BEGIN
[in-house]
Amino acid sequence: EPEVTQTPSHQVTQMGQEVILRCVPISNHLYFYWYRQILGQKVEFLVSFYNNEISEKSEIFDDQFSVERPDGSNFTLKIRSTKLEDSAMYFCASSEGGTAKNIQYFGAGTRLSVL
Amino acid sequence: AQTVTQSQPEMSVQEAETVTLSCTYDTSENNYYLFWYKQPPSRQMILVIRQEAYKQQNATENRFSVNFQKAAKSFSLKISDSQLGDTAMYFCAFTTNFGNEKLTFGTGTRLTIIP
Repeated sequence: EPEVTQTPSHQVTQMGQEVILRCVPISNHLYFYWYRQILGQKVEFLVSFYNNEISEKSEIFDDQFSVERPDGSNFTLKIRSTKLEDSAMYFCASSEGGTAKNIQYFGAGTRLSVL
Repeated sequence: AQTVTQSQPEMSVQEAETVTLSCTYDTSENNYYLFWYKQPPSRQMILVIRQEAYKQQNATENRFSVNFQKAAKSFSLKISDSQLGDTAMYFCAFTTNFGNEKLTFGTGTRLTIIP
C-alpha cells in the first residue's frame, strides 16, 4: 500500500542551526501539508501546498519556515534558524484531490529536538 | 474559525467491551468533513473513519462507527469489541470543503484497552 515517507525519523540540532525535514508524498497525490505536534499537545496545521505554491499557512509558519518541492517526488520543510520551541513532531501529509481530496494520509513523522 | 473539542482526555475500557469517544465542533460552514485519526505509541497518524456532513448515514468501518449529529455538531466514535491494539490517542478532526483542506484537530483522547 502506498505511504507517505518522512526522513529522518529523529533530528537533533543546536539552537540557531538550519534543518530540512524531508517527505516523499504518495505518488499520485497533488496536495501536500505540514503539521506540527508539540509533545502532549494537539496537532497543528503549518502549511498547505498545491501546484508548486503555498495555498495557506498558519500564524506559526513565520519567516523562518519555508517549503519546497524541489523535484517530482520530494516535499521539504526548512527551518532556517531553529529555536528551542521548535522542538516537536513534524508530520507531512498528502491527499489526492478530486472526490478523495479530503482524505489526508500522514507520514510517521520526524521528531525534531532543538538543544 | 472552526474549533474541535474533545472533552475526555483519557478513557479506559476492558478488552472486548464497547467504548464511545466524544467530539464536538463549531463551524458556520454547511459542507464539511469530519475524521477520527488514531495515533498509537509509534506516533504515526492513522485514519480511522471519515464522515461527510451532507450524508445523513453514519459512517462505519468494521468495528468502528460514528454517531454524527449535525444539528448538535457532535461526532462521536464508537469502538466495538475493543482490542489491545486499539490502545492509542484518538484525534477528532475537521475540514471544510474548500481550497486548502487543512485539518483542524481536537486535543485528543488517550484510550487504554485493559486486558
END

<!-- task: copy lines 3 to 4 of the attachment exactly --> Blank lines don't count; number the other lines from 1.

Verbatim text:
Amino acid sequence: AQTVTQSQPEMSVQEAETVTLSCTYDTSENNYYLFWYKQPPSRQMILVIRQEAYKQQNATENRFSVNFQKAAKSFSLKISDSQLGDTAMYFCAFTTNFGNEKLTFGTGTRLTIIP
Repeated sequence: EPEVTQTPSHQVTQMGQEVILRCVPISNHLYFYWYRQILGQKVEFLVSFYNNEISEKSEIFDDQFSVERPDGSNFTLKIRSTKLEDSAMYFCASSEGGTAKNIQYFGAGTRLSVL